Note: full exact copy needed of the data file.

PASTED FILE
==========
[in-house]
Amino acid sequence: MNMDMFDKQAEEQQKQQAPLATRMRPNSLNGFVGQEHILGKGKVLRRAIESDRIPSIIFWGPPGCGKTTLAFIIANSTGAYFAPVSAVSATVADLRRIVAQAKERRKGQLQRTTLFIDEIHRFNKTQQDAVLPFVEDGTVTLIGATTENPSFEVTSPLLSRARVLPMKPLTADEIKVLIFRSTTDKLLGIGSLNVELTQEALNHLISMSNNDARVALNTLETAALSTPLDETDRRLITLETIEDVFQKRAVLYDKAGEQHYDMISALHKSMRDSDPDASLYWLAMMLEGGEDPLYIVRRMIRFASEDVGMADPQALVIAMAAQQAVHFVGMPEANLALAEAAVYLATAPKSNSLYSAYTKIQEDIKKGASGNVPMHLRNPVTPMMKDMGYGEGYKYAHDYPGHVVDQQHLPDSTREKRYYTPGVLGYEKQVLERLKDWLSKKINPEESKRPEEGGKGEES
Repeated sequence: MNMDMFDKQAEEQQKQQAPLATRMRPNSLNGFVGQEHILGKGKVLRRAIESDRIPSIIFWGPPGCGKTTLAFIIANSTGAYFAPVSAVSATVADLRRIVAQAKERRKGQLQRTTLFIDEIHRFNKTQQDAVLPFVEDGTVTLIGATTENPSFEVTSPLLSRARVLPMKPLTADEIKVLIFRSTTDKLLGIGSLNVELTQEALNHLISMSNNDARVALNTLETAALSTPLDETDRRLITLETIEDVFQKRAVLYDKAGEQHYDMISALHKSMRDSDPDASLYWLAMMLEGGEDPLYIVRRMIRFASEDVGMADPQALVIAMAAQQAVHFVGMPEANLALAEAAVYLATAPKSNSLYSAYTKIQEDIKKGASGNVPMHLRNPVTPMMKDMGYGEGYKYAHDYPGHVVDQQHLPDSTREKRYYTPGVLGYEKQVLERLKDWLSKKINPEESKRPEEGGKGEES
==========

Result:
[in-house]
Amino acid sequence: MNMDMFDKQAEEQQKQQAPLATRMRPNSLNGFVGQEHILGKGKVLRRAIESDRIPSIIFWGPPGCGKTTLAFIIANSTGAYFAPVSAVSATVADLRRIVAQAKERRKGQLQRTTLFIDEIHRFNKTQQDAVLPFVEDGTVTLIGATTENPSFEVTSPLLSRARVLPMKPLTADEIKVLIFRSTTDKLLGIGSLNVELTQEALNHLISMSNNDARVALNTLETAALSTPLDETDRRLITLETIEDVFQKRAVLYDKAGEQHYDMISALHKSMRDSDPDASLYWLAMMLEGGEDPLYIVRRMIRFASEDVGMADPQALVIAMAAQQAVHFVGMPEANLALAEAAVYLATAPKSNSLYSAYTKIQEDIKKGASGNVPMHLRNPVTPMMKDMGYGEGYKYAHDYPGHVVDQQHLPDSTREKRYYTPGVLGYEKQVLERLKDWLSKKINPEESKRPEEGGKGEES
Repeated sequence: MNMDMFDKQAEEQQKQQAPLATRMRPNSLNGFVGQEHILGKGKVLRRAIESDRIPSIIFWGPPGCGKTTLAFIIANSTGAYFAPVSAVSATVADLRRIVAQAKERRKGQLQRTTLFIDEIHRFNKTQQDAVLPFVEDGTVTLIGATTENPSFEVTSPLLSRARVLPMKPLTADEIKVLIFRSTTDKLLGIGSLNVELTQEALNHLISMSNNDARVALNTLETAALSTPLDETDRRLITLETIEDVFQKRAVLYDKAGEQHYDMISALHKSMRDSDPDASLYWLAMMLEGGEDPLYIVRRMIRFASEDVGMADPQALVIAMAAQQAVHFVGMPEANLALAEAAVYLATAPKSNSLYSAYTKIQEDIKKGASGNVPMHLRNPVTPMMKDMGYGEGYKYAHDYPGHVVDQQHLPDSTREKRYYTPGVLGYEKQVLERLKDWLSKKINPEESKRPEEGGKGEES